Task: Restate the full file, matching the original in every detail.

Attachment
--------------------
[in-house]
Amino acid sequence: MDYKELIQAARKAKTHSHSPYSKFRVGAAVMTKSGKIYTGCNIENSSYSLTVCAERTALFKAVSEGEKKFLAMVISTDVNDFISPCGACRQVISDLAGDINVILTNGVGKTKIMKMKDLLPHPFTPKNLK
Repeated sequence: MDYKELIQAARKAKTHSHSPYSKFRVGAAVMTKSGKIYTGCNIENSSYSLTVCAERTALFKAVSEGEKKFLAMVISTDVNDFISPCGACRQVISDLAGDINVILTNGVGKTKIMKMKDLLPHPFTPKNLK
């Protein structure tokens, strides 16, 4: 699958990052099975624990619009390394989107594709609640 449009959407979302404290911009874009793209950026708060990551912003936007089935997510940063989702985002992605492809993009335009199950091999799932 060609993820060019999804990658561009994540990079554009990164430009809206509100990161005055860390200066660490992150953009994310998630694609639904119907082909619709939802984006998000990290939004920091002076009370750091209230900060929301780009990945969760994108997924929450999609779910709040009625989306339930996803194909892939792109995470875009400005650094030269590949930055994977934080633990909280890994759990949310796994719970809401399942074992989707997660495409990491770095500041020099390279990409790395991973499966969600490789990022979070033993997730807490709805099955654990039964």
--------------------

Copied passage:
[in-house]
Amino acid sequence: MDYKELIQAARKAKTHSHSPYSKFRVGAAVMTKSGKIYTGCNIENSSYSLTVCAERTALFKAVSEGEKKFLAMVISTDVNDFISPCGACRQVISDLAGDINVILTNGVGKTKIMKMKDLLPHPFTPKNLK
Repeated sequence: MDYKELIQAARKAKTHSHSPYSKFRVGAAVMTKSGKIYTGCNIENSSYSLTVCAERTALFKAVSEGEKKFLAMVISTDVNDFISPCGACRQVISDLAGDINVILTNGVGKTKIMKMKDLLPHPFTPKNLK
């Protein structure tokens, strides 16, 4: 699958990052099975624990619009390394989107594709609640 449009959407979302404290911009874009793209950026708060990551912003936007089935997510940063989702985002992605492809993009335009199950091999799932 060609993820060019999804990658561009994540990079554009990164430009809206509100990161005055860390200066660490992150953009994310998630694609639904119907082909619709939802984006998000990290939004920091002076009370750091209230900060929301780009990945969760994108997924929450999609779910709040009625989306339930996803194909892939792109995470875009400005650094030269590949930055994977934080633990909280890994759990949310796994719970809401399942074992989707997660495409990491770095500041020099390279990409790395991973499966969600490789990022979070033993997730807490709805099955654990039964």